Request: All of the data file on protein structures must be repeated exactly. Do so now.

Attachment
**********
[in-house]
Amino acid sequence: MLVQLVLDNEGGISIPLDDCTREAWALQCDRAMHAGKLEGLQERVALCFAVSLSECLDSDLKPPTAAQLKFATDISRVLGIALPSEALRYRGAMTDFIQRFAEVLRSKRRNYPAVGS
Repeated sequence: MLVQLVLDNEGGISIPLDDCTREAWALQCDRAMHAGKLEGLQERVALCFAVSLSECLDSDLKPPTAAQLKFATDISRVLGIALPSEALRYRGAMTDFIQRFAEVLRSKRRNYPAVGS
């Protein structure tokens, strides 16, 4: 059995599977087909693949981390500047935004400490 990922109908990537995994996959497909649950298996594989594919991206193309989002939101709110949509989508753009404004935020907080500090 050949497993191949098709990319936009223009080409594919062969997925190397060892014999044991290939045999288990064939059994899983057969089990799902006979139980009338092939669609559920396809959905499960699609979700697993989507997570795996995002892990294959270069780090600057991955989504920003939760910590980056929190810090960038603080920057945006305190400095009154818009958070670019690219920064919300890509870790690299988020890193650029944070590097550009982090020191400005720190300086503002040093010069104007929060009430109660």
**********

[in-house]
Amino acid sequence: MLVQLVLDNEGGISIPLDDCTREAWALQCDRAMHAGKLEGLQERVALCFAVSLSECLDSDLKPPTAAQLKFATDISRVLGIALPSEALRYRGAMTDFIQRFAEVLRSKRRNYPAVGS
Repeated sequence: MLVQLVLDNEGGISIPLDDCTREAWALQCDRAMHAGKLEGLQERVALCFAVSLSECLDSDLKPPTAAQLKFATDISRVLGIALPSEALRYRGAMTDFIQRFAEVLRSKRRNYPAVGS
């Protein structure tokens, strides 16, 4: 059995599977087909693949981390500047935004400490 990922109908990537995994996959497909649950298996594989594919991206193309989002939101709110949509989508753009404004935020907080500090 050949497993191949098709990319936009223009080409594919062969997925190397060892014999044991290939045999288990064939059994899983057969089990799902006979139980009338092939669609559920396809959905499960699609979700697993989507997570795996995002892990294959270069780090600057991955989504920003939760910590980056929190810090960038603080920057945006305190400095009154818009958070670019690219920064919300890509870790690299988020890193650029944070590097550009982090020191400005720190300086503002040093010069104007929060009430109660």